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REVIEW: Fun Home at the Arden Theatre Is Family Drama Seen Up Close

I think of Fun Home as The Little Engine That Could musical. Based on a graphic memoir by lesbian cartoonist Alison Bechdel, the story—about growing up […]

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REVIEW: Inis Nua’s Charolais is a Bovine Comedy

Take it from Siobhan: rural Ireland isn’t all jigs and soda bread. Farm life is alternately dull and strenuous, especially when (like Siobhan) you’re very […]

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REVIEW: Orbiter 3’s A People: Show Far, Show Good

In the beginning, the people shall be greeted by a delightful pair of vaudeville-comedy rabbis, calling the audience to order with a shofar. Well, you […]

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REVIEW: In Turning Off the Morning News, Christopher Durang Returns with a Bang

Welcome back, Christopher Durang! I’ve missed you. Let me clarify. Durang has been far from MIA. Though it’s been six years since his last premiere, […]

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REVIEW: Reliving the ‘60s with Catch-22 at Curio Theatre

For its title alone, Catch-22 is assured immortality. Author Joseph Heller coined the term, defining a situation with mutually contradictory coordinates, from which there is […]

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REVIEW: In Inis Nua’s Our Few and Evil Days, Family History Goes Awry

Don’t be shocked if the first 20 minutes of Our Few and Evil Daysmake you feel as awkward and behind-the-eight-ball as finding yourself at a tense […]

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REVIEW: In 1812 Productions’ Hope and Gravity, Romance has its Ups and Downs

‘Tis the season of Michael Hollinger, Philadelphia playwright extraordinaire, and audiences are clearly in a celebratory mood. So am I, though not without reservations. Sing […]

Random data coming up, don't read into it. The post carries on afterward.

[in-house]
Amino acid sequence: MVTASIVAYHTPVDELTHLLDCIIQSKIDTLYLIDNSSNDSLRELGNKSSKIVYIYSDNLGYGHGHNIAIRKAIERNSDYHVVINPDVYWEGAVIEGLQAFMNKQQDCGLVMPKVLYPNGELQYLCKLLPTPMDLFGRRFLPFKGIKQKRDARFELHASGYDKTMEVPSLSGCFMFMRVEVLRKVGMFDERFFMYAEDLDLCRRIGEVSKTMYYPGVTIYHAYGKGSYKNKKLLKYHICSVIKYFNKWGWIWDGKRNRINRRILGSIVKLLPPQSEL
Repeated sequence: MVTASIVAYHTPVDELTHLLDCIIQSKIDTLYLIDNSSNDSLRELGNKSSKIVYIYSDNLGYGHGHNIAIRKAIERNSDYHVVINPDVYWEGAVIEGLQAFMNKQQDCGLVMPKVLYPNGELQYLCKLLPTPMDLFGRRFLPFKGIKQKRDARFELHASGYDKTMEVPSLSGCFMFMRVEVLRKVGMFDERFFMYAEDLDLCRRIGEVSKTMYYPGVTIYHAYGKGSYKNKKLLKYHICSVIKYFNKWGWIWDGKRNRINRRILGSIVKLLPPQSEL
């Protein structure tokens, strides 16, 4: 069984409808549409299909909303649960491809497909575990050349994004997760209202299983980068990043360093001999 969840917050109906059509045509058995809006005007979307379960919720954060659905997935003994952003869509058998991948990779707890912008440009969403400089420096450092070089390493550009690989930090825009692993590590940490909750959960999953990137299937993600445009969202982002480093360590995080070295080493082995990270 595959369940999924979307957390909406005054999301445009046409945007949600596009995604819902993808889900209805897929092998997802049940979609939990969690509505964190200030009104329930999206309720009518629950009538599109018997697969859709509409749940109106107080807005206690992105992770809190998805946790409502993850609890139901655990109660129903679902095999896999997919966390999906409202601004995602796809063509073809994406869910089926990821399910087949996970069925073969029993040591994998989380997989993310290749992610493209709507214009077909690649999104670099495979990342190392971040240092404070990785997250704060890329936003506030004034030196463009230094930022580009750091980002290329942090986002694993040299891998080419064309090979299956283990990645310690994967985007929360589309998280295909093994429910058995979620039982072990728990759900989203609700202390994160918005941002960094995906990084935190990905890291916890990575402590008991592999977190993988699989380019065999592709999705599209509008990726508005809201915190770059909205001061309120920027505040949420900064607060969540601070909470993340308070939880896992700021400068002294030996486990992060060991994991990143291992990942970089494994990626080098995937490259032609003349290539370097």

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REVIEW: Sing the Body Electric at Theatre Exile is a World Lit by Lightning

Veteran travelers know that the final destination isn’t always the high point of a trip—sometimes the act of getting there is more interesting, which isn’t necessarily […]

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REVIEW: A Sparkling and Poignant La Traviata at AVA

Staged opera, intimate venue, promising singers. Through this simple recipe, Academy of Vocal Arts has for decades been satisfying its dual mission. First and foremost, […]

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Six Questions with Daniela Mack, Opera Philadelphia’s Carmen

Mezzo-soprano Daniela Mack, whose schedule takes her all over the United States and around the globe (she was a Cardiff Singer of the World finalist […]

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REVIEW: With Madaket Road, a Long, Intriguing Journey Comes to a Close

And so, the journey ends. In Lydie Breeze—a deeply ambitious trilogy of plays by the formidable John Guare, presented here at EgoPo with palpable love […]

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REVIEW: At Walnut Studio, Andrew Llloyd Webber with Tears but no Chandeliers

In 1979, Andrew Lloyd Webber, King of the Large-Format Musical, went small. The result, in collaboration with lyricist Don Black, is Tell Me on a […]

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REVIEW: In The Wild Duck, Dark Family Secrets with Ironic Humor

Sins of the fathers visited on the sons (and wives, daughters, and everybody else). Dark family secrets, slowly and painfully revealed. Shockingly bad choices leading […]

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REVIEW: Noises Off is a Wild Night in the Theater

From the moment Michael Frayn’s Noises Off premiered nearly four decades ago, it was rapturously anointed the greatest British farce ever written. Time has only […]

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REVIEW: In Frozen — Forgiving the Unforgivable

Twenty years ago, Bryony Lavery’s play, Frozen, premiered in Birmingham, soon moving to London’s Royal National Theatre. Subsequently, it made a significant splash on Broadway […]